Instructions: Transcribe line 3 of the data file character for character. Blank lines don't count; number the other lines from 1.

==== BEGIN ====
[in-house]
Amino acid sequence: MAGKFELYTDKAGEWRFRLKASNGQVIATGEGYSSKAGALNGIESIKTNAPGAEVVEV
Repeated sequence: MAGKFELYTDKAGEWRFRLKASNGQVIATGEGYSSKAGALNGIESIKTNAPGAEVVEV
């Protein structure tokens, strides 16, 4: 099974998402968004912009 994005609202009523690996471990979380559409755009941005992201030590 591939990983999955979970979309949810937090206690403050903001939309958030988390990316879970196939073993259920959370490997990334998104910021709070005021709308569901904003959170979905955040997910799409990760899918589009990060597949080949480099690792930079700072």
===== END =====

Repeated sequence: MAGKFELYTDKAGEWRFRLKASNGQVIATGEGYSSKAGALNGIESIKTNAPGAEVVEV